The Tories are about to try to reinvent themselves again. Labour needs a plan to stop them succeeding

by David Talbot

Another summer, another Conservative Party leadership contest. Its eventual successor will be crowned the fourth Conservative Prime Minister in six years, no less, which must come close to the party’s 2015 definition of “chaos”. For the Labour Party, after years of tearing itself apart, and four inglorious general election defeats, it must feel that things can indeed only get better. It does, though, have serious lessons to learn from when it allowed the now felled Prime Minister, Boris Johnson, to ascend to Downing Street without so much as a whimper of dissent only three years ago.

Boris Johnson was the heir apparent as soon as he comfortably topped the first ballot amongst Conservative MPs in mid-June 2019. Indeed, fellow candidates for the leadership uniformly declared that there ‘must not be a coronation’. It came as no surprise, therefore, when Johnson did indeed become Prime Minister the following month.

Rather than being greeted by a barrage of hostility, the Labour Party barely seemed to register the change of Prime Minister. Unbelievably, it took over 24 hours for Labour to acknowledge Boris Johnson’s new government at all. A tired and rather hackneyed press release was eventually sent at 5pm the following evening tying Boris Johnson to Donald Trump, and macabrely calling for an early general election.

It was stunningly complacent. The Labour Party appeared utterly becalmed at the prospect of Prime Minister Boris Johnson; so much so that Jeremy Corbyn did not hold a single strategy meeting on how his party would tackle the Prime Minister until after the summer recess.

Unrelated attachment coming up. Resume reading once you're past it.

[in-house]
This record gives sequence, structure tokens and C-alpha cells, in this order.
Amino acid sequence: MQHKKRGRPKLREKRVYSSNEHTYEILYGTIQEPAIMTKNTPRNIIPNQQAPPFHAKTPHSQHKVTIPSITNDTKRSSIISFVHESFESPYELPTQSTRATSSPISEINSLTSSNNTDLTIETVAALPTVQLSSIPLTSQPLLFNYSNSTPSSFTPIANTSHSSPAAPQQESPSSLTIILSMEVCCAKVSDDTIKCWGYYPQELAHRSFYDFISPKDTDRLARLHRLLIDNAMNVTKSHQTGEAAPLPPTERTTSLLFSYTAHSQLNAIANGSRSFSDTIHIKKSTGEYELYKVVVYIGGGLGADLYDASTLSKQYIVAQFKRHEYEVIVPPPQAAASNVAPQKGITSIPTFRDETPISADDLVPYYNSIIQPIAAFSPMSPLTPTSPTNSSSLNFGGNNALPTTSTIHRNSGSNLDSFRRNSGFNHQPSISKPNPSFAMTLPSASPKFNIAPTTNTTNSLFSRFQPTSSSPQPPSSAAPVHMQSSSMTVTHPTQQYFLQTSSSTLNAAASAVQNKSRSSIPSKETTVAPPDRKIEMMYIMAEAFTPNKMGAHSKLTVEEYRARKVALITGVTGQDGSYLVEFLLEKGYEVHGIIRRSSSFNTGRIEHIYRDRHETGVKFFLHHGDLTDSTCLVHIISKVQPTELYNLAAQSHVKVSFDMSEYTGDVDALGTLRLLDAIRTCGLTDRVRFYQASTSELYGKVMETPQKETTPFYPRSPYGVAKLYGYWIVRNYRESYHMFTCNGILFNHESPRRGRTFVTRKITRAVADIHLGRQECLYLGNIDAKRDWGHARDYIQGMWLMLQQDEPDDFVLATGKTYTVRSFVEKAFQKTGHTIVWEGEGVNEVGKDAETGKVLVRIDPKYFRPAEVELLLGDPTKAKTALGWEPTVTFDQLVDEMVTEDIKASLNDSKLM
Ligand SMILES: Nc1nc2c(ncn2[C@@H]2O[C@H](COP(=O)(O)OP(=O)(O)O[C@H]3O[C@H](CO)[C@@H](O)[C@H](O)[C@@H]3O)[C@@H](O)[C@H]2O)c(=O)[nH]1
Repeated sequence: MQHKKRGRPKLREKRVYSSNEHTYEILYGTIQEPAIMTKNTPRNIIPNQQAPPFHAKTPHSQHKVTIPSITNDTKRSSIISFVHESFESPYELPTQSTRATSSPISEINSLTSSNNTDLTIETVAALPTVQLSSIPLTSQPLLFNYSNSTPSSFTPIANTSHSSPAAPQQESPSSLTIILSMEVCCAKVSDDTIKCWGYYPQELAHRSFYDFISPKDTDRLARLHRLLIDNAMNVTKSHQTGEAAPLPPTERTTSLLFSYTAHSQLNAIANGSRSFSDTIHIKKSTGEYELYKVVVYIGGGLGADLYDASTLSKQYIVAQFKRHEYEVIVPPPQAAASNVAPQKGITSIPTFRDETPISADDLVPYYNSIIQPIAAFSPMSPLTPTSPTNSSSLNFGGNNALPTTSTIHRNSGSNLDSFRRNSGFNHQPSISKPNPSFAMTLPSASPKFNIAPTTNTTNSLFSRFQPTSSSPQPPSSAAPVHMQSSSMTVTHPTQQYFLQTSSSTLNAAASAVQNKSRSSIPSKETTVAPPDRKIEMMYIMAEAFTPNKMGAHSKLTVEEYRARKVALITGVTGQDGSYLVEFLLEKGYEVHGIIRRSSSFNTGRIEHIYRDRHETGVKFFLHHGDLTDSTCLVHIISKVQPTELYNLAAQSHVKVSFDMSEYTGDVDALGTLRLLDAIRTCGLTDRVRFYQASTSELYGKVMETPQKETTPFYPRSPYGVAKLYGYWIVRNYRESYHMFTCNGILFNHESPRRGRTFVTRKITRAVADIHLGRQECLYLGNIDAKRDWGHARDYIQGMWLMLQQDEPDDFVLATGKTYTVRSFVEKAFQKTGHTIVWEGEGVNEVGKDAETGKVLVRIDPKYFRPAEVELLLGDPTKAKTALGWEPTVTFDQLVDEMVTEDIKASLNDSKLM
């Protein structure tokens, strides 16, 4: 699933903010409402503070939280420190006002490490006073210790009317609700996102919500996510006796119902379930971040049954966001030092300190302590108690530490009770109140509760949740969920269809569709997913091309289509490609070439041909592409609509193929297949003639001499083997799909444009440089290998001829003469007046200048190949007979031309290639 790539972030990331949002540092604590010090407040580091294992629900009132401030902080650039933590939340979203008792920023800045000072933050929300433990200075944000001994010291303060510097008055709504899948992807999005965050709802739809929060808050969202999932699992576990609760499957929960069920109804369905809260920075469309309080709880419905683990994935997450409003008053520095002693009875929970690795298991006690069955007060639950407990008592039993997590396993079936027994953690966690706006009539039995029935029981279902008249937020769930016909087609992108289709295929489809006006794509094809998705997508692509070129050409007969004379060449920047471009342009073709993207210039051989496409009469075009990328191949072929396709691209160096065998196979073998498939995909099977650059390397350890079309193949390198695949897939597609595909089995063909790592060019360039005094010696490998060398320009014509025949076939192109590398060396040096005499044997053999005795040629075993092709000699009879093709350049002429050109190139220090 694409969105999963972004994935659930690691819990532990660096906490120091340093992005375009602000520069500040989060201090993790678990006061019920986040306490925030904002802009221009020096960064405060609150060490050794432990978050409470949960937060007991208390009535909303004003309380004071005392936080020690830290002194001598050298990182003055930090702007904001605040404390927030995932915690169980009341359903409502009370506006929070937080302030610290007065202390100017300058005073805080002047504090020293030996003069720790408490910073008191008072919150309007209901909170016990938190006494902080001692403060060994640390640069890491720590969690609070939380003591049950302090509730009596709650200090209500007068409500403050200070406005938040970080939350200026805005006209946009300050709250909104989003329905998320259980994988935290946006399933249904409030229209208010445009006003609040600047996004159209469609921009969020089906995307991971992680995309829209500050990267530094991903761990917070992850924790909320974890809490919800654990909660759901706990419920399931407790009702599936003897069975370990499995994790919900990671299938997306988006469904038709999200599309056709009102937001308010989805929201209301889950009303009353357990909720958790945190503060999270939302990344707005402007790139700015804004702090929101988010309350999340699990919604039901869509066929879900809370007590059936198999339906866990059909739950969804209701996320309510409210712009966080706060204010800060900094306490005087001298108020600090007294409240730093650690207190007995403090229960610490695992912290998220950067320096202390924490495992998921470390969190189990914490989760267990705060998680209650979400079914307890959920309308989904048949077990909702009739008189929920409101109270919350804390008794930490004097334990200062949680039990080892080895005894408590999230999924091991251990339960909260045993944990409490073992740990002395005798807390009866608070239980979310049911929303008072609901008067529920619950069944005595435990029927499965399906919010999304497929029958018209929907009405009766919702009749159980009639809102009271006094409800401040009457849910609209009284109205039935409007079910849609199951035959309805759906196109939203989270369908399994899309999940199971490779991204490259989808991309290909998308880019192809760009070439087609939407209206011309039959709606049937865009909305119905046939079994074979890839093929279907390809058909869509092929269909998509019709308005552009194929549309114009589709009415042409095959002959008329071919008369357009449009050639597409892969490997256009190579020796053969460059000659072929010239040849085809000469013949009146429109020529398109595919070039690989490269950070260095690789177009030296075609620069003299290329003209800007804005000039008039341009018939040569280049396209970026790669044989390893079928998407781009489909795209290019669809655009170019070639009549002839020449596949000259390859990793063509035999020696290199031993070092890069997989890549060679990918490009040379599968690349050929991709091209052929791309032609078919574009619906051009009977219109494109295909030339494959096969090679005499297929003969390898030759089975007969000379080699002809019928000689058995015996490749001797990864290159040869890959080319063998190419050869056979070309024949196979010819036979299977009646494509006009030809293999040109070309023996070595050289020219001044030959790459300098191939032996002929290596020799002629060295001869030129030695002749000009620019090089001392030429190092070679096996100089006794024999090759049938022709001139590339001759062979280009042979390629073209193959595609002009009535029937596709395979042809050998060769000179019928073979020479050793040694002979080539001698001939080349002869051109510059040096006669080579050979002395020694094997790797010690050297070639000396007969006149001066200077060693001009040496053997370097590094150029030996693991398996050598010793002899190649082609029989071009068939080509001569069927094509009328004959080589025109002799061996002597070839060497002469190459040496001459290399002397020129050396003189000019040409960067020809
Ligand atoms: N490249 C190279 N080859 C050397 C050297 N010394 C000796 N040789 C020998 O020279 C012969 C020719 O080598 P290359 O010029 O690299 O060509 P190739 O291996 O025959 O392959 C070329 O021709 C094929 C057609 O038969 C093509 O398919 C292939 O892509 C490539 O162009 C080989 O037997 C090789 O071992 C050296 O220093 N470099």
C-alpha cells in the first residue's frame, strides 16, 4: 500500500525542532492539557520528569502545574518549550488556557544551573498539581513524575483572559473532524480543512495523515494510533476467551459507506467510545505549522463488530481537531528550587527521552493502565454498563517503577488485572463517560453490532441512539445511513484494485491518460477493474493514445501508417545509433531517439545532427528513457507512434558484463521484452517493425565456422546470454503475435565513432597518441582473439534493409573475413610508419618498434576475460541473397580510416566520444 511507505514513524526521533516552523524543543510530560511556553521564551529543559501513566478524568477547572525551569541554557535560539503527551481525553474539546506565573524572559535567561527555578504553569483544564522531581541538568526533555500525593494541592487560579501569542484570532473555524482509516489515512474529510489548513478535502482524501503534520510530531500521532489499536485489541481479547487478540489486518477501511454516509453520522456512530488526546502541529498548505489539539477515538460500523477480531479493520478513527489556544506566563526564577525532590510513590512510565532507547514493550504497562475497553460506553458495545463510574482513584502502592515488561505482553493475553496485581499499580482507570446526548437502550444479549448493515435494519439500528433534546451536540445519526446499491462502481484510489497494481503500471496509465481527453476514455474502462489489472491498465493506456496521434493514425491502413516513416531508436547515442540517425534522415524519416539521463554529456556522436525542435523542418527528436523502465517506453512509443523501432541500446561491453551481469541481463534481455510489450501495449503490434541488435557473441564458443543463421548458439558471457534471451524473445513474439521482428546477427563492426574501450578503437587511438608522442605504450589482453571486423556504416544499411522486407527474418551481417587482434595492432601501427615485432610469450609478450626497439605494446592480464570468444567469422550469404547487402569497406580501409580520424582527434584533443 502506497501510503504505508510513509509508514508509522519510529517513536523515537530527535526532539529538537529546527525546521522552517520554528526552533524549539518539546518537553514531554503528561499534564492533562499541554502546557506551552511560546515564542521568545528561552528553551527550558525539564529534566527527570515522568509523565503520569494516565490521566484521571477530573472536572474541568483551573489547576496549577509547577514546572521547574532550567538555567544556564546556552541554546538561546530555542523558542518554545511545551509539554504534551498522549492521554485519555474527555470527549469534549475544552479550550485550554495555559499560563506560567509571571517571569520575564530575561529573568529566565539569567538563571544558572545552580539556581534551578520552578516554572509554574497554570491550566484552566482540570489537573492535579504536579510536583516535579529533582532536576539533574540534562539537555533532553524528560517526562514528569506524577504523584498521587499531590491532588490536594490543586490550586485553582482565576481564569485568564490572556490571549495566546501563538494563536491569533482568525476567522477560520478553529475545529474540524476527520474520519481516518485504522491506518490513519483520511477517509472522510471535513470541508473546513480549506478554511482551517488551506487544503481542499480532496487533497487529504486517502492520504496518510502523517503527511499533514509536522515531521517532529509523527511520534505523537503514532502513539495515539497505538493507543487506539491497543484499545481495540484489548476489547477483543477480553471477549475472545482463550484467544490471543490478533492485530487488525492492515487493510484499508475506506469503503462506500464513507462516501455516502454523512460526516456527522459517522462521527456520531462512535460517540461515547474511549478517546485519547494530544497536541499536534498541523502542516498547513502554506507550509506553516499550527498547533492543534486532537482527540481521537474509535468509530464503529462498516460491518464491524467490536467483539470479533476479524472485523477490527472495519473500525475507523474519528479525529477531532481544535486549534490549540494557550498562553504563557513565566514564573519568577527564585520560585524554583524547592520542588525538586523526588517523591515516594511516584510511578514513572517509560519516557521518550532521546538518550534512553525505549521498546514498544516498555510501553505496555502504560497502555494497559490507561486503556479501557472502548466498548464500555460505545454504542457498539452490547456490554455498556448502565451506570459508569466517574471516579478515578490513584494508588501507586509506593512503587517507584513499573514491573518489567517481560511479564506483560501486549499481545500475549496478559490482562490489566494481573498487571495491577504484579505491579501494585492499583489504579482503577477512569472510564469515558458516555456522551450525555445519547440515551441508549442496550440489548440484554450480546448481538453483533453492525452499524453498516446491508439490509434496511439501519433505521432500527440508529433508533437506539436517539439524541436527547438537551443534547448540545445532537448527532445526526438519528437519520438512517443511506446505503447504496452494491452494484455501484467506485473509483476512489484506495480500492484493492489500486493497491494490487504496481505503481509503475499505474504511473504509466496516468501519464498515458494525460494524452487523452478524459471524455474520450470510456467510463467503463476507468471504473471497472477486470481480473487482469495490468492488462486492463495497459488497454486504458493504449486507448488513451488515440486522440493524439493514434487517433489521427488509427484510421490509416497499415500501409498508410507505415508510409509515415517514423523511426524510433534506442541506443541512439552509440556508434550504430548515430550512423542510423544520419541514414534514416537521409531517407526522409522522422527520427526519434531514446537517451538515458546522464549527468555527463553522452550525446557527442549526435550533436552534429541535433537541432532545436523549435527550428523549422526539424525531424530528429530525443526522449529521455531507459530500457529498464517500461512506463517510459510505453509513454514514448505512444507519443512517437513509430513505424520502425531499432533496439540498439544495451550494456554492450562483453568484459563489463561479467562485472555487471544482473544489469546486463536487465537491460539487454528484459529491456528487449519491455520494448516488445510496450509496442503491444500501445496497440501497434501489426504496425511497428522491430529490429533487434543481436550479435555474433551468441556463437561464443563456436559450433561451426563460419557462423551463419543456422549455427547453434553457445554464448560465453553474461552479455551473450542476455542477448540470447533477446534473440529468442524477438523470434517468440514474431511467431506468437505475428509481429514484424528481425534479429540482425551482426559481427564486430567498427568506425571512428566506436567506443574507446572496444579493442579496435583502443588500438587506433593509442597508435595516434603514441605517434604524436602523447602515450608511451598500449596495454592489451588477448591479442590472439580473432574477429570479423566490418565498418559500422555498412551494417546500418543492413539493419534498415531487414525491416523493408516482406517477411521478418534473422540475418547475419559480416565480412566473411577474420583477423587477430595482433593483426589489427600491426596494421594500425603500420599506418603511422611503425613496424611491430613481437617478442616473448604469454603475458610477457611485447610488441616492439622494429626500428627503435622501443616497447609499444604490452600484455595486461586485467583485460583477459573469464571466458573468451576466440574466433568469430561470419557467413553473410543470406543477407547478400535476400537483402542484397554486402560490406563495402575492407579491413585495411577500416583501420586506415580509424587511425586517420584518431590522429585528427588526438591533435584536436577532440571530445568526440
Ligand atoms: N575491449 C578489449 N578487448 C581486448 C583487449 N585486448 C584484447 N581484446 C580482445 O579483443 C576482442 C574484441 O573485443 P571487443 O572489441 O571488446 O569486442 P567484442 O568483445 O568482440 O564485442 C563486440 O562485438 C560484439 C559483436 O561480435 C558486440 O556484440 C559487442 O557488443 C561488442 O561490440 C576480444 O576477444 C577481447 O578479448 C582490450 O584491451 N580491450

This was, though, systematic of Corbyn’s Labour at the time. The Conservative Party had spent the previous two and a half years learning the harsh lessons from the 2017 election. Labour had, however, convinced itself of its righteousness and believed all it had to do was repeat the same tactics it had employed last time. It was obvious that whilst Labour thought nothing had changed, everything had. Johnson was an incoming Prime Minister hellbent on an early general election, with a clear strategy, a united team, and a heaving war chest.

Labour made a similar, though not identical, mistake when David Cameron became the fresh-faced Conservative leader in 2005. In the ancient days of the last Labour government, the party agonised over whether its new foe was “a chameleon”, a Thatcherite, an empty PR suit or a toff.

The early throes of Sir Keir Starmer’s response to Johnson’s demise has, at last, been encouraging. Labour rightly allowed the Conservatives to just get on with destroying their own and it has deftly closed long-telegraphed Conservatives’ attacks. In the past week, Labour has ruled out a coalition with the SNP, pledged to ‘make Brexit work’ and – crucially – not to take the country back into the EU.

With the Conservatives embarking on a second summer leadership contest in three years, Labour must now use its time wisely. Starmer began to sketch the outlines of Labour’s approach in Johnson’s immediate demise; 12 years of Conservative failure, and a clear grasp of the ‘time for change’ mantle. The former an understanding that Johnson successfully portrayed his government as ‘new’, and the latter a hint that Labour will begin to flesh out its vision for its ‘two-terms’ strategy.

Nobody but the most Conservative of clairvoyants can predict the outcome of this latest leadership election. There will seemingly be a cast of thousands running, for one. But the Conservative Party will surely use it as firebreak with the chaotic Johnson administration. Labour must have a coherent plan and strategy in place to meet any and all eventualities.

David Talbot is a political consultant

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